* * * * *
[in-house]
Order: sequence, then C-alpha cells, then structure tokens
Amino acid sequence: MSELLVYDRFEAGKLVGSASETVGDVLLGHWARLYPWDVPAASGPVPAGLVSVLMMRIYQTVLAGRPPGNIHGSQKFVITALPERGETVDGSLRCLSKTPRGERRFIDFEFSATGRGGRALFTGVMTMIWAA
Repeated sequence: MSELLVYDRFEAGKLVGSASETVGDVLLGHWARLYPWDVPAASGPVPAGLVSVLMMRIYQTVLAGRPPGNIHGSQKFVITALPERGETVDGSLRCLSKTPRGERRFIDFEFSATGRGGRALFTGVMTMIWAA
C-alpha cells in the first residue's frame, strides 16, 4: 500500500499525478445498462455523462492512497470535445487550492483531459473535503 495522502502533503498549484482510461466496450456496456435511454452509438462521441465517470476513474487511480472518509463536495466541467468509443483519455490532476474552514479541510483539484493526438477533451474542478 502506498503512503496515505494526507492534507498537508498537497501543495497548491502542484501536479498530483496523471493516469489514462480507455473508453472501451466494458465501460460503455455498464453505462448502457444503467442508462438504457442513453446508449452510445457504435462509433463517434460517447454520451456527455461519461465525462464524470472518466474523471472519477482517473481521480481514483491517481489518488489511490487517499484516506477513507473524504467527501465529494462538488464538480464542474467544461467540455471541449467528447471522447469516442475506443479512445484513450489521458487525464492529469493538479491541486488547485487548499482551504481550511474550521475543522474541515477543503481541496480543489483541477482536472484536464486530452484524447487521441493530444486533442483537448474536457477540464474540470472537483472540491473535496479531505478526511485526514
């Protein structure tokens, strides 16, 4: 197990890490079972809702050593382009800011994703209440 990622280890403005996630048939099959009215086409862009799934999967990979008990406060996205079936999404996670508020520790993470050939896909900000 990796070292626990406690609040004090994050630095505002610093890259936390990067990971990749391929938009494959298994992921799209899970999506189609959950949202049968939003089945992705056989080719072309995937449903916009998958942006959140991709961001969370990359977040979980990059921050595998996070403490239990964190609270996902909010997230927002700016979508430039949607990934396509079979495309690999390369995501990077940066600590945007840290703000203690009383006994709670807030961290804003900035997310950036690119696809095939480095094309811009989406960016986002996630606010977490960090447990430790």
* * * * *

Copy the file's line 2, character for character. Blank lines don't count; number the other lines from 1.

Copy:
Order: sequence, then C-alpha cells, then structure tokens